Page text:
My Foundations of Education

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My Foundations of Education by Mind Map: My Foundations of Education

1. Politics of Education

1.1. Four Purposes of Education

1.1.1. The intellectual purpose is used to teach basic cognitive skills such as reading, writing, & mathematics. Also, to transmit specific knowledge & help students acquire higher-order thinking skills.

1.1.2. The political purpose helps to teach students the basic laws of the society, educate students on how to exercise their rights within the political order, & show students what it means to be patriotic.

1.1.3. The social purpose is to help students solve their social issues. This should help to provide social cohesion.

1.1.4. The economic purpose will prepare students for the career path they choose after they finish school.

1.2. Conservative Perspective

1.2.1. The Role of the School Views the role of school as an integral part to both economic and social stability. Believe school provides the essential educational training for the most talented and hard-working students to thrive. Sees that schools socialize children into adult roles necessary to maintain social order. Every student should have to answer for their own work. Individual effort and merit should be rewarded.

1.2.2. Explanations of Unequal Performance Students should succeed or fail by their own account. If hard work, initiative, and intelligence are applied by a student they should thrive. Get out what you put into it theory.

1.2.3. Definition of Educational Problems Schools lowered standards of academics due to liberal and radical demands for greater equality. Conservatives refer to this as the decline of standards. Conservatives refer to the decline of cultural literacy as when schools watered down the curriculum traditionally taught and weakened school's abilities to carry on the heritage of American and Western civilizations to students. This was due to radical and liberal demands for multicultural education. The traditional role of teaching morals and values got lost because of liberals and radicals pushing for cultural relativism. Conservatives call this the decline of values or of civilization. Conservatives believe in discipline but liberal and radical pushed for individuality and freedom. Schools lost disciplinary function and students became disrespectful. Also known as, the decline of authority. Bureaucracy and inefficiency run rampant in school as they are state controlled and immune from the laws of a competitive free market.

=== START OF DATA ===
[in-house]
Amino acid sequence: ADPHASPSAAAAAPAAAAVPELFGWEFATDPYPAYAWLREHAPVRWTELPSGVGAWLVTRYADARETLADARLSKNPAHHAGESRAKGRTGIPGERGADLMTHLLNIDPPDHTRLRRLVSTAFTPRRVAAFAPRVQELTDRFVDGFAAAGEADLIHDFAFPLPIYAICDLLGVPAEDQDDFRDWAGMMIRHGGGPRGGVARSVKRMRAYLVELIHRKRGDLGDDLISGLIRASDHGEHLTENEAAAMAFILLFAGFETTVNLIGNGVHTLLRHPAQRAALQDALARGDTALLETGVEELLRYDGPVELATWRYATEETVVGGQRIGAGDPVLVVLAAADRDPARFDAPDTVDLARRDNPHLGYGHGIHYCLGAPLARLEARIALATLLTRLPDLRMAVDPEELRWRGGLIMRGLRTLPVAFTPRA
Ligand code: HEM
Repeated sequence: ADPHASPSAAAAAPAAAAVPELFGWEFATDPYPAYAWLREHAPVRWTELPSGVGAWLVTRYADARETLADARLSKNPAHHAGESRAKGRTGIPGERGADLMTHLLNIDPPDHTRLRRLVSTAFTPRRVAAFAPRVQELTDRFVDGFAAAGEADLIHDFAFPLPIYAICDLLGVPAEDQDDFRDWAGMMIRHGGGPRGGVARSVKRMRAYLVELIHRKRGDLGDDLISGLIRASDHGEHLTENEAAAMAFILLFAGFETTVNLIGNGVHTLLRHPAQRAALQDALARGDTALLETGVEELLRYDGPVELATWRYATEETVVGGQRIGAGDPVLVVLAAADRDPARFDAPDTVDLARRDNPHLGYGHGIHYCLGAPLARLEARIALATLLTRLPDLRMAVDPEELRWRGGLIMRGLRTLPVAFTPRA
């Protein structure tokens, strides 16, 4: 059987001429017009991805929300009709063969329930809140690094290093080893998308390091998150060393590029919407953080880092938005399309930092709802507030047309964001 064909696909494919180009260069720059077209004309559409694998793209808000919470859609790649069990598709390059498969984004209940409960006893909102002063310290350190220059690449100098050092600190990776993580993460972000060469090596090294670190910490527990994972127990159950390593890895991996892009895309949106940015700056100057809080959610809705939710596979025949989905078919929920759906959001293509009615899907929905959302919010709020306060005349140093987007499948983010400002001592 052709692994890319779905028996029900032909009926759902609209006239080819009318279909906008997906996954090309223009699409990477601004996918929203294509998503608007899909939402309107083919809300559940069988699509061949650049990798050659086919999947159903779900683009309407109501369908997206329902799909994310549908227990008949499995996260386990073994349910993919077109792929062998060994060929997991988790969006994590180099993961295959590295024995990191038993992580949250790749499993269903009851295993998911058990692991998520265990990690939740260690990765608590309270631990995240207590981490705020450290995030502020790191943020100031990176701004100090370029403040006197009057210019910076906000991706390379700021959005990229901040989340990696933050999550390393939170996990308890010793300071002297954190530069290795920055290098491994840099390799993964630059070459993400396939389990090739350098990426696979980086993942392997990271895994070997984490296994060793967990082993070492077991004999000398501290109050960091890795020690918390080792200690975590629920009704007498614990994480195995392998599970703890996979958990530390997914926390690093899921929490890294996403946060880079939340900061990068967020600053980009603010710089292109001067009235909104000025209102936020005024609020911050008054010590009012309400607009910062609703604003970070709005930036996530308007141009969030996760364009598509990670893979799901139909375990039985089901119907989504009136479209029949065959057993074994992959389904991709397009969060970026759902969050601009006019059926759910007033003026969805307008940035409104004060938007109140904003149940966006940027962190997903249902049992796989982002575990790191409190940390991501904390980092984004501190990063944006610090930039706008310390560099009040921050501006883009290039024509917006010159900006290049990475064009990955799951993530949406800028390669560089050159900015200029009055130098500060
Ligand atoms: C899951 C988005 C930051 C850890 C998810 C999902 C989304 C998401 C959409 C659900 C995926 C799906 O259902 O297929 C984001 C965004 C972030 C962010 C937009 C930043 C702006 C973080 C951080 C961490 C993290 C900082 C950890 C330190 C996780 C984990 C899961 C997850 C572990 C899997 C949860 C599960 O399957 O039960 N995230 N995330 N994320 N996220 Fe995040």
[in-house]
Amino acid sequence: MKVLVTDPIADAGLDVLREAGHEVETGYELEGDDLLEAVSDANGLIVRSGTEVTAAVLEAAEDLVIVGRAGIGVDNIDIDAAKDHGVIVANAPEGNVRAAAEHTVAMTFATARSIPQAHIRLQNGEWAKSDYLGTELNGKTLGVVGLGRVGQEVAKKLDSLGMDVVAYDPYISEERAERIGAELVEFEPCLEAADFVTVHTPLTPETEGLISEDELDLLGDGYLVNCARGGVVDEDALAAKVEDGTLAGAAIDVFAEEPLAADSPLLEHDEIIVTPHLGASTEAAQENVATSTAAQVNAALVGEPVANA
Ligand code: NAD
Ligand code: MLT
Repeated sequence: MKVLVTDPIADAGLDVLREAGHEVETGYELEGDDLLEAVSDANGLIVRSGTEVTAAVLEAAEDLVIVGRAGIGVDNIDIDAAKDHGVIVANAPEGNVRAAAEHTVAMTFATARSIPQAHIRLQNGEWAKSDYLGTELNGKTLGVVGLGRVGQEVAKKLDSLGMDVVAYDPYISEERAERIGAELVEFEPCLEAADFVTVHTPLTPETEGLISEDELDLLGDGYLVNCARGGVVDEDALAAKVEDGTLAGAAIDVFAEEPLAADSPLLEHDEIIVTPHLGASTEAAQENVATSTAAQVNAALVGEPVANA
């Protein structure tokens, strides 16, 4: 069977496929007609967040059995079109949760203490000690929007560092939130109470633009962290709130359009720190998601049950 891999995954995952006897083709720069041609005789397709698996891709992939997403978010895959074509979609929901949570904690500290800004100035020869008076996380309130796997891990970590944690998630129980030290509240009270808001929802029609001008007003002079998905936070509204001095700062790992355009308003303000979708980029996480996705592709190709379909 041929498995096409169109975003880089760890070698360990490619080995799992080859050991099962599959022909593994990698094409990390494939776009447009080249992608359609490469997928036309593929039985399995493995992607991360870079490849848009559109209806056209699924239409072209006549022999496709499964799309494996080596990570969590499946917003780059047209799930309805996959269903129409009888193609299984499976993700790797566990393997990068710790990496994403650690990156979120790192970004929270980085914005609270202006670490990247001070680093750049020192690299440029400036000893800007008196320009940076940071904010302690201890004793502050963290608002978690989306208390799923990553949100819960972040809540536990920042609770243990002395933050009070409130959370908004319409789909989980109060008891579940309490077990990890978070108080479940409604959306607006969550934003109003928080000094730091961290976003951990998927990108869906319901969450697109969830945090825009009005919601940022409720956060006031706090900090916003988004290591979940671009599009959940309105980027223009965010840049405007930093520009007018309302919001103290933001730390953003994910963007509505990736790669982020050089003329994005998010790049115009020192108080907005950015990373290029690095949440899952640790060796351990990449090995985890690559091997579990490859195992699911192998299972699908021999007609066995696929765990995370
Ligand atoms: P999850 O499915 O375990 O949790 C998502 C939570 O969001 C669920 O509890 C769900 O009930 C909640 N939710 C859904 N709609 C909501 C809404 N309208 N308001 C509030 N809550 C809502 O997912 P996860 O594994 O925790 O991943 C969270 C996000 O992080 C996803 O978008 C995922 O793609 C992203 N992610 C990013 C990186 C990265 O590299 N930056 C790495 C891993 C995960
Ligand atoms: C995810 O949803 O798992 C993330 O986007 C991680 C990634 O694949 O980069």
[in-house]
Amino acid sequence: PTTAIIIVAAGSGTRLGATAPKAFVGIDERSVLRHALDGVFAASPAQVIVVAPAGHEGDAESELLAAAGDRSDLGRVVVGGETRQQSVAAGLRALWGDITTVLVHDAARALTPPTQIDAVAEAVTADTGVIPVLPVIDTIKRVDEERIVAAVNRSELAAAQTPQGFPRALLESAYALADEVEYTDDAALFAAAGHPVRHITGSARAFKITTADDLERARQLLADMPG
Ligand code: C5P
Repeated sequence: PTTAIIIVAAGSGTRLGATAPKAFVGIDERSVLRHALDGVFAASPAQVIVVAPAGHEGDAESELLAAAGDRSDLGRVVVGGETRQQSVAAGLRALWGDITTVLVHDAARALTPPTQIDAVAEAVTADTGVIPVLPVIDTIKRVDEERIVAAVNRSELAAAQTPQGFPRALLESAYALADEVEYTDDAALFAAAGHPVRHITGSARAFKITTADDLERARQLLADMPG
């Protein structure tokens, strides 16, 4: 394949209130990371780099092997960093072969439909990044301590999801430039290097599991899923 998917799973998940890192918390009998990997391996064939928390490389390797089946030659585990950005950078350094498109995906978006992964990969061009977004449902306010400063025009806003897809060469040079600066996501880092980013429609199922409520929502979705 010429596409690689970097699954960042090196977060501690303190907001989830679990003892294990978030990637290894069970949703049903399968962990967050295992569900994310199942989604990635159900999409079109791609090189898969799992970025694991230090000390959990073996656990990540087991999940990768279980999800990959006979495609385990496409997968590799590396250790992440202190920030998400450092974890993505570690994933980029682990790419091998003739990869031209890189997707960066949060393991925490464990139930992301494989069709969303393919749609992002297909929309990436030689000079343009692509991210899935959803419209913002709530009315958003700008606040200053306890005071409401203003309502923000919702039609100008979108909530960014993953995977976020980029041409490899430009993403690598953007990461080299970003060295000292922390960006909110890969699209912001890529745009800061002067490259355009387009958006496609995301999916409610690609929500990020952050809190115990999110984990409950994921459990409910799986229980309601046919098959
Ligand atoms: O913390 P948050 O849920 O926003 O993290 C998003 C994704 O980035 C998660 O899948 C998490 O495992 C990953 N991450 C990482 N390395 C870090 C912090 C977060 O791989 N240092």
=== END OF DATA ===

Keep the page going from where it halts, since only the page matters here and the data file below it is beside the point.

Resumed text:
2. History of U.S. Education

2.1. Equality of Opportunity Reform

2.1.1. After WWII the GI Bill of Rights made it possible for servicemen and women to pursue higher education. This bill was an important building block to the post WWII education expansion. After this precedent was set the next issue was to make education available to the poor and disadvantaged, and also for minorities. In the 1896 case of Plessy v. Ferguson the court ruled in separate but equal doctrine but things were not equal for African-Americans. The big turn around was the decision in Brown v. Topeka Board of Education which ruled state-imposed segregation of schools was unconstitutional. After the Civil Rights Movement, many colleges and universities began adopting an open door enrollment policy. This helped expand education to most everyone that sought after it.

2.2. The Democratic-Liberal School

2.2.1. Democratic Liberals believe the history of U.S. education involves the progressive evolution of a school system that provides equality of opportunity for all. Some historians such as Ellwood Cubberly see the Common School Era as a win for the democratic movement and the beginning step of opening U.S. education to everybody. Democratic-liberals also believed that educational history involved the expansion of opportunity and purpose. This was represented by more students from diverse backgrounds went to school for longer amounts of time, goals of education became more diverse, and social goals became almost as or more important than intellectual goals. Democratic-liberals believe that the U.S. educational system needs to continue to move closer to the ideas of equality and excellence without sacrificing one or the other too much.

3. Sociological Perspectives

3.1. Theoretical Perspectives

3.1.1. Functionalism views society as a machine, with one part working with another part to make the energy required to make society work. In a well-functioning society schools socialize students into certain values, and sort and select students according to ability. Educational reform is supposed to be used to create structure, programs, and curricula that encourages social unity.